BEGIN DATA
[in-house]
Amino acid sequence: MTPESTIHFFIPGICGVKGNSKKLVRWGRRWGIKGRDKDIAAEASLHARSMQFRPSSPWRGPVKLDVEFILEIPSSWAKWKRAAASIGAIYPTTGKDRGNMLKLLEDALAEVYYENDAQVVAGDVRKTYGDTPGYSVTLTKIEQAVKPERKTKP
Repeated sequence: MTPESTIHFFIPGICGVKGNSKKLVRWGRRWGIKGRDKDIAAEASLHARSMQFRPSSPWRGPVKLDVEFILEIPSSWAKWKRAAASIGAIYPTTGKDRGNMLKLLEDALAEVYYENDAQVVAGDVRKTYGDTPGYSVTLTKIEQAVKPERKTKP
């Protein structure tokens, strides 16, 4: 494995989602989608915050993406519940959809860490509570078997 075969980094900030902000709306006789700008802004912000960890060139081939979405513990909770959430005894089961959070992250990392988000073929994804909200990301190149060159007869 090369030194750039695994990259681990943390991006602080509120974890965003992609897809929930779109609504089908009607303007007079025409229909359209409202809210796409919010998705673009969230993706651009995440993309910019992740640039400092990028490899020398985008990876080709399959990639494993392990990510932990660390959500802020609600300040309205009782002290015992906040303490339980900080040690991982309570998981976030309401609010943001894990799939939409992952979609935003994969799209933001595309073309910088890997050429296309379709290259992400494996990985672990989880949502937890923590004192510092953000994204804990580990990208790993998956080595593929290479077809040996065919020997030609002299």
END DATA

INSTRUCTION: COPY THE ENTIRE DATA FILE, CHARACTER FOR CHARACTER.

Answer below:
[in-house]
Amino acid sequence: MTPESTIHFFIPGICGVKGNSKKLVRWGRRWGIKGRDKDIAAEASLHARSMQFRPSSPWRGPVKLDVEFILEIPSSWAKWKRAAASIGAIYPTTGKDRGNMLKLLEDALAEVYYENDAQVVAGDVRKTYGDTPGYSVTLTKIEQAVKPERKTKP
Repeated sequence: MTPESTIHFFIPGICGVKGNSKKLVRWGRRWGIKGRDKDIAAEASLHARSMQFRPSSPWRGPVKLDVEFILEIPSSWAKWKRAAASIGAIYPTTGKDRGNMLKLLEDALAEVYYENDAQVVAGDVRKTYGDTPGYSVTLTKIEQAVKPERKTKP
């Protein structure tokens, strides 16, 4: 494995989602989608915050993406519940959809860490509570078997 075969980094900030902000709306006789700008802004912000960890060139081939979405513990909770959430005894089961959070992250990392988000073929994804909200990301190149060159007869 090369030194750039695994990259681990943390991006602080509120974890965003992609897809929930779109609504089908009607303007007079025409229909359209409202809210796409919010998705673009969230993706651009995440993309910019992740640039400092990028490899020398985008990876080709399959990639494993392990990510932990660390959500802020609600300040309205009782002290015992906040303490339980900080040690991982309570998981976030309401609010943001894990799939939409992952979609935003994969799209933001595309073309910088890997050429296309379709290259992400494996990985672990989880949502937890923590004192510092953000994204804990580990990208790993998956080595593929290479077809040996065919020997030609002299």